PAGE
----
Let's imagine an Integrator, perhaps using with a framework that has been successfully deployed in the past, and pose the question: does it make sense to use ABL?
The first question is the business model. If it is to maximize billing of attractive rates, then ABL might not fit into your plans. But, if your business model is based on delivering value, and fostering a long-term customer relationship, then ABL is well worth considering as described below.
With ABL, over 95% of your business logic is expressed in annotations, each of which represents around 100 lines of code.
This adds up fast:
A typical Domain Object may require 1,000 lines of code. Let's presume there are 100 such objects: 100k lines of code. If a developer can deliver 50 lines of code / day (most estimates are more like 12-25), this represents 2,000 days of work, or about 10 staff years.
Studies have suggested that a line of code requires the same amount of time, independent of language. Since a rule represents 100 lines of code, our code base is 1k lines - 20 days of work
Even if you presume that most of the code is written and just needs to be extended, the numbers are still daunting, because the archaeology to understand the ordering of that much code is an immense undertaking. With ABL, ordering is automatic, so you simply add/alter logic as required.
These reduced costs can be shared with your client. Even if you retain most of them, the client still gets a decisively better result, as described below.
Sales Advantage per enhanced value
Offering a less expensive solution is always attractive, but perhaps even more important is delivering significantly better results for your client, both instantly and over the life time of the project.
Delivering a significantly better result - in ways that are clear and demonstrable - can lead to landing more business, and more repeat business.
Transparency: readable logic, Logicdoc
The initial contact with a customer begins with the sales cycle. A key factor here is to communicate clearly what the framework does, both to convey its value, and as a basis for determining what features must be added.
Conventional documentation is a poor answer. Seasoned veterans know it is expensive, and typically drifts away from the implementation.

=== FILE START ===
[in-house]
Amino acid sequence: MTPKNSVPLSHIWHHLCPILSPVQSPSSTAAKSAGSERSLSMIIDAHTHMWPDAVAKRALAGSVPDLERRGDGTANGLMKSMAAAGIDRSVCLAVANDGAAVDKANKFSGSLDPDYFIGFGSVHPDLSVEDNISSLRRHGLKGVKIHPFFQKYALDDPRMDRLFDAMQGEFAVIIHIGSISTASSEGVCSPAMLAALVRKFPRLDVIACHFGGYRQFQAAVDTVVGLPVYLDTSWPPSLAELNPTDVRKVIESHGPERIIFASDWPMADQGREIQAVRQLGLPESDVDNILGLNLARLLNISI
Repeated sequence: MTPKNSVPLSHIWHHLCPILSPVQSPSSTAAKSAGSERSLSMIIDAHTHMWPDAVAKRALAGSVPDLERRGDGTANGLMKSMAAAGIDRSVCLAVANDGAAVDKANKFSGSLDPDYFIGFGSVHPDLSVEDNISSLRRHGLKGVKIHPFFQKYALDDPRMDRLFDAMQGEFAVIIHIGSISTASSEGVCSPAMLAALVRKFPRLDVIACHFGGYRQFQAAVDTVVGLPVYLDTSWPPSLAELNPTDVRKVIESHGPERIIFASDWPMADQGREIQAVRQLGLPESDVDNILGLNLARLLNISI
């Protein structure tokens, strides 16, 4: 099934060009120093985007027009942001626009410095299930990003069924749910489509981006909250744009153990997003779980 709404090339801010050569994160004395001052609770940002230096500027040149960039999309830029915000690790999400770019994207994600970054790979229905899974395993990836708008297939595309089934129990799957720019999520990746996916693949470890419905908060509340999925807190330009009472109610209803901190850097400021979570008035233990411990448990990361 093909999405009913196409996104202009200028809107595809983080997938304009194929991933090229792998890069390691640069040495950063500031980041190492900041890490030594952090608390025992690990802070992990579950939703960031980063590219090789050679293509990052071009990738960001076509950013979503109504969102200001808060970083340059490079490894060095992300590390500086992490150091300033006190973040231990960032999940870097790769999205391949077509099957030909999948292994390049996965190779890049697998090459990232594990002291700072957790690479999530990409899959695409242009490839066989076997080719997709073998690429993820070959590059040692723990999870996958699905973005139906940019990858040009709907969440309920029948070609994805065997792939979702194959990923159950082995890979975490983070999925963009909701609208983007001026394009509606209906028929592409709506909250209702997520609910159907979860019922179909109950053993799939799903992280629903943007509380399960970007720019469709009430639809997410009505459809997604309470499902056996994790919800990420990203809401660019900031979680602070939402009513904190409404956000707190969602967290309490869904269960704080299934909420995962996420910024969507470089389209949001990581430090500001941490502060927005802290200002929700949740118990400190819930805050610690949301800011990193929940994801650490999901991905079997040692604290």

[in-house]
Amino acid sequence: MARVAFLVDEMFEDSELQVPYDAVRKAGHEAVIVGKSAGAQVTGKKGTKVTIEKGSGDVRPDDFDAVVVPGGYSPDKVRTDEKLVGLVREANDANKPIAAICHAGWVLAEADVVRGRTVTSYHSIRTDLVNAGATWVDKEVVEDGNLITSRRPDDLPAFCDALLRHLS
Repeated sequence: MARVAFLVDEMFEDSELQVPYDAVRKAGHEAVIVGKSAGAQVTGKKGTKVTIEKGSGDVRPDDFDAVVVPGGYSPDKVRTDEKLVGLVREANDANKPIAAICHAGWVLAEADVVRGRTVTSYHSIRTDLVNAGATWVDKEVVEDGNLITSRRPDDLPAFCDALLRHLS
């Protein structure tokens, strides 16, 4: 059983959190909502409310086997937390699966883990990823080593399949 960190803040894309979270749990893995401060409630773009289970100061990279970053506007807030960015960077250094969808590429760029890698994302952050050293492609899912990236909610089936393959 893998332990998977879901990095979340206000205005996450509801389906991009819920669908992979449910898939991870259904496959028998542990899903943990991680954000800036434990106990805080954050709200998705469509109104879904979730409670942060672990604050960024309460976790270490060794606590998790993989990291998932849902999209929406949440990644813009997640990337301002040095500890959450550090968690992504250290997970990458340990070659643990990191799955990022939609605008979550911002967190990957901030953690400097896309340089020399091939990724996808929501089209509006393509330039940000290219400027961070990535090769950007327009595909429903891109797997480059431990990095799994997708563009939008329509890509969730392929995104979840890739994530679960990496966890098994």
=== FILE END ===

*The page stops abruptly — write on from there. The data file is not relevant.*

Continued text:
Logic Annotations, on the other hand, are totally transparent to Business Users as well as Developers. And Logicdoc enables you to communicate the actual implementation in a clear business context: processes, Use Cases and Requirements.
Maintenance: automatic ordering and optimizations
It is well known that the bulk of costs are in maintenance. Automatic Ordering means you do not have to spend huge amounts of time unravelling the ordering of existing code - you simply alter the logic as required, the dependency management ensures proper execution order. Similarly, automatic optimization means that the execution speed does not degrade as it does in manual systems where optimizations are deferred due to time pressures.
Compliance: automatic re-use
Compliance verification of 100k lines of code is a daunting task. Perhaps an impossible one.
But automatic re-use means that you can be certain that all Hibernate-based updates obey your logic. Even when there are "back door" changes behind Hibernate, Recompute enables you to find all discrepancies, and, in many cases, repair them.
Architects responsible for acquired systems need to understand how they work. 100k lines of code is inevitably written by many individuals over an extended period of time. Given the complexities of multi-table logic (service layer? Data Access Objects), architecture quality is likely to be uneven.
Automation addresses not only the logic, but its architecture. As noted above, this ensure that logic is used, ordered and optimized - on an ongoing basis. One might argue whether this is possible by hand.
Better margins and results are good, but only if they are delivered. It is no secret that many implementations fail, even when starting with an existing framework.
Business Logic Automation can reduce risk:
- Transparency reduces Requirements Risk
A significant cost of failure is requirements risk: misunderstood or undiscovered requirements. Logic transparency can reduce misunderstandings, and Logicdoc makes clear exactly what is delivered.
- Automatic Re-use reduces endless Integration Cycles
Integration testing is a key point of failure, where every test reveals more bugs. These are often due to lack of re-use - the system applied the required logic in Use Case 1, but it was overlooked in Use Case 2.
Automated re-use ensures that all of your Use Cases obey the same logic. So integration testing avoids interminable iteration cycles, which are actually design work in disguise.
- Automatic optimizations reduce Performance risk
Systems can fail due to poor performance. Automated optimizations such as pruning and adjustment are designed to eliminate and optimize SQLs, a prime cause of performance issues.